Best kept secrets of the 2013 NFL Draft

Posted by Brad On April – 14 – 2013
"Alfred Morris"

Daniel Shirey-USA TODAY Sports

Every year we see players emerge from the depths of the draft. Last year, it was guys like Alfred Morris (No. 173) and T.Y. Hilton (No. 92) that triumphed over big name rookies.

The 2013 NFL Draft will be highlighted by the many storylines that have stole our attention throughout the draft process. With much of the talk centered around Manti Te’o, Geno Smith, and lack of talent in the draft there is sure to be a couple of late round steals that contribute at a high level as a rookie.

For all the talk of this being a ‘weak’ draft we see things a little differently. The 2013 NFL Draft lacks the top end talent of some of the recent drafts (certainly 2012) but there is a ton of depth in this draft.

We take a look at some of the names that you should know if you don’t and prospects that could make fans take notice early in their career.

Kayvon Webster, CB, South Florida

I stumbled upon Kayvon Webster as I was evaluating other players. He jumped off the tape for me from the first game I watched and that didn’t stop through the course of four South Florida games.

Webster has nice size at over 5-foot-10 and 195 pounds. He possesses loads of athleticism and may be one of the more explosive corners in this draft. Excellent leaper with long arms which allows him to get his hands on balls that he has no business getting to. He’s a versatile guy that can play in any scheme with his ability in man coverage and playing with the ball in front of him.

Webster is a physical player that is one of the better tacklers in the draft amongst the corner group. He’ll excel in press coverage with above-average strength and technique.

At worst, Webster can battle for a backup job and be a special teams maven with his overall athleticism and tackling ability. At best, someone finds a steal later in this draft and he emerges as a surprise starter early in his career.

Miguel Maysonet, RB, Stony Brook

If you’re looking for an Alfred Morris type back, look no further than Stony Brook’s Miguel Maysonet. Maysonet is a stocky, bow-legged runner with average speed that played at Stony Brook. Doesn’t sound too enticing but when you turn on the tape, he’s a difference maker.

Lacking game breaking speed is no problem for Maysonet as he’s able to bowl over opponents with his low center of gravity and leg strength. Natural instincts as a runner that has enough wiggle to make opponents miss in the second level.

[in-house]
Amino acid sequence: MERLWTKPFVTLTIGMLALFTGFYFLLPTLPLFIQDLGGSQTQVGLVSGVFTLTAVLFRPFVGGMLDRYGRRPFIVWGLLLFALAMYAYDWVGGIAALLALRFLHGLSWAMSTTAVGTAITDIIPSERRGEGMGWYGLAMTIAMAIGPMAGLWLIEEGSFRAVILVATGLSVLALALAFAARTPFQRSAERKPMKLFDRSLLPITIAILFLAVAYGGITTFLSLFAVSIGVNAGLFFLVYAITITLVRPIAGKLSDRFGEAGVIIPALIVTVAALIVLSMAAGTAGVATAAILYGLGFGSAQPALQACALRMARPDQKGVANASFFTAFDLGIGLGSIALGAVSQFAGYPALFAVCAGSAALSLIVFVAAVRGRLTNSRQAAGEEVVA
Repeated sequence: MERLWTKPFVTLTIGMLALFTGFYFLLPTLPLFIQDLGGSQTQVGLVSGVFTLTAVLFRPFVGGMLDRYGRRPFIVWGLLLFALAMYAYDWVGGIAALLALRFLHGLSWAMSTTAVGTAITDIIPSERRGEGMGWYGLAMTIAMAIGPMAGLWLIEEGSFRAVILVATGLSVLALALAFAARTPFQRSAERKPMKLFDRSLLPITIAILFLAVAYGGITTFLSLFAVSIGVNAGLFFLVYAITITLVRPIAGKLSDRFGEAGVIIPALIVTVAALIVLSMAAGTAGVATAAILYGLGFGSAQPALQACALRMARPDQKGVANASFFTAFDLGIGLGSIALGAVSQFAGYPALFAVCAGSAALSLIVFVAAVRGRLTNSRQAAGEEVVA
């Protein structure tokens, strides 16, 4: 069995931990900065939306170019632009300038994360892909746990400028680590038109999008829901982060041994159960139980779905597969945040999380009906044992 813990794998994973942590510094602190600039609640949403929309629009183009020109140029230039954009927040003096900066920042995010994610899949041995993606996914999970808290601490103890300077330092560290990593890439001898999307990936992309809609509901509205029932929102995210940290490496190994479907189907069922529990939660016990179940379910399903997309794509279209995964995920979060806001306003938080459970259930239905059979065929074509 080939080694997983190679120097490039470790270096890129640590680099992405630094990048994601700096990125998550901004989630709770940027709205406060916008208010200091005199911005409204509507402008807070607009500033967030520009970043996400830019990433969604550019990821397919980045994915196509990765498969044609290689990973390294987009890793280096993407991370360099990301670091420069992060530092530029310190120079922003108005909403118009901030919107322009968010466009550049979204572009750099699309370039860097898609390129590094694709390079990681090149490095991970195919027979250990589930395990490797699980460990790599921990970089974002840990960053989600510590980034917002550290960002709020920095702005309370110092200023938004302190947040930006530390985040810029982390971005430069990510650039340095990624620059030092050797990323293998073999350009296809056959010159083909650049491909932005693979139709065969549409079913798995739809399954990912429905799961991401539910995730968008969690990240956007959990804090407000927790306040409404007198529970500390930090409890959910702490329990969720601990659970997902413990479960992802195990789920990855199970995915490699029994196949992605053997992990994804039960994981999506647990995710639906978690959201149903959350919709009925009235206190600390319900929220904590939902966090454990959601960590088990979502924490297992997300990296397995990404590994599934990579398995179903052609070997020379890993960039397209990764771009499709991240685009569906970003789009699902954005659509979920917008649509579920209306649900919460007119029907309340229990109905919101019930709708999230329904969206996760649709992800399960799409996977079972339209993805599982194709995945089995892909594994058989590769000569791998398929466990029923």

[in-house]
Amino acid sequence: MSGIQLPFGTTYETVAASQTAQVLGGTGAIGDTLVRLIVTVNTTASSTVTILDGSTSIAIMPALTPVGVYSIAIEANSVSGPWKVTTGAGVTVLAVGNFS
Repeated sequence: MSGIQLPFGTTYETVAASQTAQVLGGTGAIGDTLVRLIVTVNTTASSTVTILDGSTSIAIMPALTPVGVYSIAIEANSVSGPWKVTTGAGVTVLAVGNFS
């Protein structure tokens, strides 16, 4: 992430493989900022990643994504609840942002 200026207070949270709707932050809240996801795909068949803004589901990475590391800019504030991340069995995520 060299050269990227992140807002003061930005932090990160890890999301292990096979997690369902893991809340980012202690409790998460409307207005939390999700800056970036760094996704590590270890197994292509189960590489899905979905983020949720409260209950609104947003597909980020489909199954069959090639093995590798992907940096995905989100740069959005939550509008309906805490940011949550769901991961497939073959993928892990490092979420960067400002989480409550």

Maysonet is a decisive, one-cut runner that could excel in a zone scheme. He’s likely to be taken late in the draft and could make an impact early in his career in the right situation.

Sean Renfree, QB, Duke

"Sean Renfree"

Jeremy Brevard-USA TODAY Sports

Sean Renfree is becoming more of a household name but is still off the general media radar. Renfree has been well schooled at Duke under David Cutcliffe. He was often hamstrung by a poor offensive line and marginal skill position talent.

All that said, he’s got starter qualities to his game. He was a two-time captain that is as smart as they come. His ability to comprehend high level offensive schemes will make him an OC’s dream. He’s a marginal athlete that wasn’t able to workout in the pre-draft process due to tearing his pectoral muscle in Duke’s bowl game.

Renfree is a guy that could step in early as a backup and could wind up being a starter down the road. There’s a little Matt Schaub vibe with Renfree that I think is an apt comparison on a lot of levels.

Daimion Stafford, FS, Nebraska

Daimion Stafford isn’t a guy that is going to overwhelm you with any one part of his game. But as a whole package, there’s a lot to like with Stafford.

Forget his numbers at the Combine. He’s not ever going to test well but on the field, he’s better than advertised. He shows better range than his 40 time would suggest. He’s a physical player that if he learns to control his emotions could be a force in the run game.

Stafford has had to overcome a lot and carries a chip on his shoulder. He’s the kind of player that will be motivated to succeed and could become an early starter in the league.

David Bakhtiari, OT/OG, Colorado

Patience my friends. Bakhtiari was a surprise early entrant into the draft and probably could have used another season in college. That said, I think he’s got starter written all over him for a team willing to wait a couple of years on this guy to add strength and technique to his game.